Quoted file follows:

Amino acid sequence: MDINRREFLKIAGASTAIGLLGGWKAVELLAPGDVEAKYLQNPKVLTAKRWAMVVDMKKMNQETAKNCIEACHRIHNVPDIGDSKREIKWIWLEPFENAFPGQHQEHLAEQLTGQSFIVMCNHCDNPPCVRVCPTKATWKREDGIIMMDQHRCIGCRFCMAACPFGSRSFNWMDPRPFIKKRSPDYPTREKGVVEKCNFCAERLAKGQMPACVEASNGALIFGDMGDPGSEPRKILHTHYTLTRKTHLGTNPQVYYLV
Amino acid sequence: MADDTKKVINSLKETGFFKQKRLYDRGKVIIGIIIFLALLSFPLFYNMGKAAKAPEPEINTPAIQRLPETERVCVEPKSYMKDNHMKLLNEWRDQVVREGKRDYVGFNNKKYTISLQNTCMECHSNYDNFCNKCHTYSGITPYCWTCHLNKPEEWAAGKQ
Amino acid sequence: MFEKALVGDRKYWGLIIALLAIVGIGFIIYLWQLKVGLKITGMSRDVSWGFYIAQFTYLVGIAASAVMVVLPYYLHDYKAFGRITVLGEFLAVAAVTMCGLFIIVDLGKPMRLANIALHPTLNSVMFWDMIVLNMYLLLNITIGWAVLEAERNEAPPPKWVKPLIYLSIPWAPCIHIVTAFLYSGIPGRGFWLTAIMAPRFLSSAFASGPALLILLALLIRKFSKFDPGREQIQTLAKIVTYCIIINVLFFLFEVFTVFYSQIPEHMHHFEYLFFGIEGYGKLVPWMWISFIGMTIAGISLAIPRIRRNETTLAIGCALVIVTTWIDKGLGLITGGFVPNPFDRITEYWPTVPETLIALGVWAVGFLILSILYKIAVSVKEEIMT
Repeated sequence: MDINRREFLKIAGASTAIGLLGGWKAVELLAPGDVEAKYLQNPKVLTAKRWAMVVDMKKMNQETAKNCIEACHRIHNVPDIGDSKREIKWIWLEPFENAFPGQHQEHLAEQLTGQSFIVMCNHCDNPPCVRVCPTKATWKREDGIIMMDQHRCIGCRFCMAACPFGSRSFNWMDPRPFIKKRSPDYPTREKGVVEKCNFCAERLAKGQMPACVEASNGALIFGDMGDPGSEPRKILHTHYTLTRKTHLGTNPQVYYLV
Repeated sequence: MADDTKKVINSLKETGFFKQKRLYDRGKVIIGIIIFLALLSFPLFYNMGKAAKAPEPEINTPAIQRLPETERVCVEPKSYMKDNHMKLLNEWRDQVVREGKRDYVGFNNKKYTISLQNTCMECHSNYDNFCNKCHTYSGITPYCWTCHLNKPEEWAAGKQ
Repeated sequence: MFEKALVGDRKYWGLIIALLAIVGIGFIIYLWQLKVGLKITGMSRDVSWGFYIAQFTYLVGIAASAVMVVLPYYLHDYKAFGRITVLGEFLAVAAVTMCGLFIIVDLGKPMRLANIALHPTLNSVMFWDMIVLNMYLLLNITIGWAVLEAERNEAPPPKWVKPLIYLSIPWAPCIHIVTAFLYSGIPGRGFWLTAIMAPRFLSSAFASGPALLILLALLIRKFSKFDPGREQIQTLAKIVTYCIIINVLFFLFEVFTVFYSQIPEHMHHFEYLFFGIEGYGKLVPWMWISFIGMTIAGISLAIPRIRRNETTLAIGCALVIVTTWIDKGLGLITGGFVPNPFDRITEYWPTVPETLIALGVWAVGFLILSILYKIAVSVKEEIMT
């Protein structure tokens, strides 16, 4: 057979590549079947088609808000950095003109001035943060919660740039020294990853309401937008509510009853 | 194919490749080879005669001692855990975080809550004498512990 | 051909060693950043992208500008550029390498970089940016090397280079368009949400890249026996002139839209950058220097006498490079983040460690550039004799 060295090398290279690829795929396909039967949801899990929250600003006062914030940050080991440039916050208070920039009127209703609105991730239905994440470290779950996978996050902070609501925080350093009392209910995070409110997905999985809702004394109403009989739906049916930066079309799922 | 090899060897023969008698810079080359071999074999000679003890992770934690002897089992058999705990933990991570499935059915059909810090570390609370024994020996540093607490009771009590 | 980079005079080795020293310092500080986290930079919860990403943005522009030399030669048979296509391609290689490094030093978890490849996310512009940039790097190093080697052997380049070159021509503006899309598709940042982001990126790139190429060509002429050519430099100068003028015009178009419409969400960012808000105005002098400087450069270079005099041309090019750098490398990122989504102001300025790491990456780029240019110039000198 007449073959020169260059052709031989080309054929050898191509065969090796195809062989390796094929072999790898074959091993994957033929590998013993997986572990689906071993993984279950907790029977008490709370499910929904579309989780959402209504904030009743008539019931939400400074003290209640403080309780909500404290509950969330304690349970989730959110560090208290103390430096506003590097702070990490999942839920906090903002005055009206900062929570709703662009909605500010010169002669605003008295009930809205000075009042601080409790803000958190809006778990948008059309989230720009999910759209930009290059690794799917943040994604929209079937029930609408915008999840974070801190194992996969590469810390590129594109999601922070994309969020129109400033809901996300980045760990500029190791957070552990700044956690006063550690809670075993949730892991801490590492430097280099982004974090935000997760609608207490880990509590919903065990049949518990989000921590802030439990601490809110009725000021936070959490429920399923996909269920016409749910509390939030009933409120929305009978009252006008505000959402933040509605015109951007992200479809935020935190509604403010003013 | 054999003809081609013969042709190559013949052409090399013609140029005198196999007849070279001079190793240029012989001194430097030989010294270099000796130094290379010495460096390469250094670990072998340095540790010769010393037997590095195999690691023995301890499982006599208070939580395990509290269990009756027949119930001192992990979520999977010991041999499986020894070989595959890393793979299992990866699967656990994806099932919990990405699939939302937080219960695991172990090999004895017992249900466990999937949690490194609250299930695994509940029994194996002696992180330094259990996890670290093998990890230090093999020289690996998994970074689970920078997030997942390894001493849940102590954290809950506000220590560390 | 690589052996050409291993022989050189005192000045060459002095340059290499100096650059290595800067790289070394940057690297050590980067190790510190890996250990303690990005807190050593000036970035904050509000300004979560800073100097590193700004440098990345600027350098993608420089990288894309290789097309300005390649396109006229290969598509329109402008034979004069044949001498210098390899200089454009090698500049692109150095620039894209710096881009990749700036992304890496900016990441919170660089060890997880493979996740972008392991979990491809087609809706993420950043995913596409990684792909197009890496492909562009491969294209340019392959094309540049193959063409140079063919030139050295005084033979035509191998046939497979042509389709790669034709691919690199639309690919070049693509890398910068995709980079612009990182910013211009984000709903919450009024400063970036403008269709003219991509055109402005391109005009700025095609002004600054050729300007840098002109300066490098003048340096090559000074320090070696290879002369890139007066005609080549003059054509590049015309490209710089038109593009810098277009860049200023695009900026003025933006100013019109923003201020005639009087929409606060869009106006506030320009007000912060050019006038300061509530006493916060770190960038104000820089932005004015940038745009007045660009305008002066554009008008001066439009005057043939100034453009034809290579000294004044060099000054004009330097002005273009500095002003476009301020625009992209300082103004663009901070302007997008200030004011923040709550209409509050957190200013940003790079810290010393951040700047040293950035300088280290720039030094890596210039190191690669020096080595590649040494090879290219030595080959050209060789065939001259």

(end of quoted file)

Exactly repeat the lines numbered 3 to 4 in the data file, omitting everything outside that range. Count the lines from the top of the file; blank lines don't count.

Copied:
Amino acid sequence: MFEKALVGDRKYWGLIIALLAIVGIGFIIYLWQLKVGLKITGMSRDVSWGFYIAQFTYLVGIAASAVMVVLPYYLHDYKAFGRITVLGEFLAVAAVTMCGLFIIVDLGKPMRLANIALHPTLNSVMFWDMIVLNMYLLLNITIGWAVLEAERNEAPPPKWVKPLIYLSIPWAPCIHIVTAFLYSGIPGRGFWLTAIMAPRFLSSAFASGPALLILLALLIRKFSKFDPGREQIQTLAKIVTYCIIINVLFFLFEVFTVFYSQIPEHMHHFEYLFFGIEGYGKLVPWMWISFIGMTIAGISLAIPRIRRNETTLAIGCALVIVTTWIDKGLGLITGGFVPNPFDRITEYWPTVPETLIALGVWAVGFLILSILYKIAVSVKEEIMT
Repeated sequence: MDINRREFLKIAGASTAIGLLGGWKAVELLAPGDVEAKYLQNPKVLTAKRWAMVVDMKKMNQETAKNCIEACHRIHNVPDIGDSKREIKWIWLEPFENAFPGQHQEHLAEQLTGQSFIVMCNHCDNPPCVRVCPTKATWKREDGIIMMDQHRCIGCRFCMAACPFGSRSFNWMDPRPFIKKRSPDYPTREKGVVEKCNFCAERLAKGQMPACVEASNGALIFGDMGDPGSEPRKILHTHYTLTRKTHLGTNPQVYYLV